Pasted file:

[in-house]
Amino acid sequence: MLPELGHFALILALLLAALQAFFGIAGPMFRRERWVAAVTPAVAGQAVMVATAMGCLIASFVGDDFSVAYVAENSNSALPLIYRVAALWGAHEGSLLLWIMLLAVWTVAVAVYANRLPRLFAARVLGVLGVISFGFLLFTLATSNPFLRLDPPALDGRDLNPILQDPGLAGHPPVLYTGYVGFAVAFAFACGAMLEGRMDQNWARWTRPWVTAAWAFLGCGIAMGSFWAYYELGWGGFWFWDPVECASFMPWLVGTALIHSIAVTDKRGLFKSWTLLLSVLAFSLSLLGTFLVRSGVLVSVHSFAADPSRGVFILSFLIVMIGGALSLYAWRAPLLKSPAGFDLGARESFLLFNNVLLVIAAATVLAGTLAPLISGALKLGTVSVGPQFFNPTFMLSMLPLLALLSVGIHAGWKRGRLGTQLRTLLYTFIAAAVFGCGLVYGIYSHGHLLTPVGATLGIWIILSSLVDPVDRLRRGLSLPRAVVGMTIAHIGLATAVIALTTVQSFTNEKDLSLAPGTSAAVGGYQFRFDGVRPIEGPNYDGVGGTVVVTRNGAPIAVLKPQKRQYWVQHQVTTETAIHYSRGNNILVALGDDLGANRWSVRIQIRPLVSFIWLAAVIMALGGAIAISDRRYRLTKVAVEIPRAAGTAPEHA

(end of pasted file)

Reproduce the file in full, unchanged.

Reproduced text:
[in-house]
Amino acid sequence: MLPELGHFALILALLLAALQAFFGIAGPMFRRERWVAAVTPAVAGQAVMVATAMGCLIASFVGDDFSVAYVAENSNSALPLIYRVAALWGAHEGSLLLWIMLLAVWTVAVAVYANRLPRLFAARVLGVLGVISFGFLLFTLATSNPFLRLDPPALDGRDLNPILQDPGLAGHPPVLYTGYVGFAVAFAFACGAMLEGRMDQNWARWTRPWVTAAWAFLGCGIAMGSFWAYYELGWGGFWFWDPVECASFMPWLVGTALIHSIAVTDKRGLFKSWTLLLSVLAFSLSLLGTFLVRSGVLVSVHSFAADPSRGVFILSFLIVMIGGALSLYAWRAPLLKSPAGFDLGARESFLLFNNVLLVIAAATVLAGTLAPLISGALKLGTVSVGPQFFNPTFMLSMLPLLALLSVGIHAGWKRGRLGTQLRTLLYTFIAAAVFGCGLVYGIYSHGHLLTPVGATLGIWIILSSLVDPVDRLRRGLSLPRAVVGMTIAHIGLATAVIALTTVQSFTNEKDLSLAPGTSAAVGGYQFRFDGVRPIEGPNYDGVGGTVVVTRNGAPIAVLKPQKRQYWVQHQVTTETAIHYSRGNNILVALGDDLGANRWSVRIQIRPLVSFIWLAAVIMALGGAIAISDRRYRLTKVAVEIPRAAGTAPEHA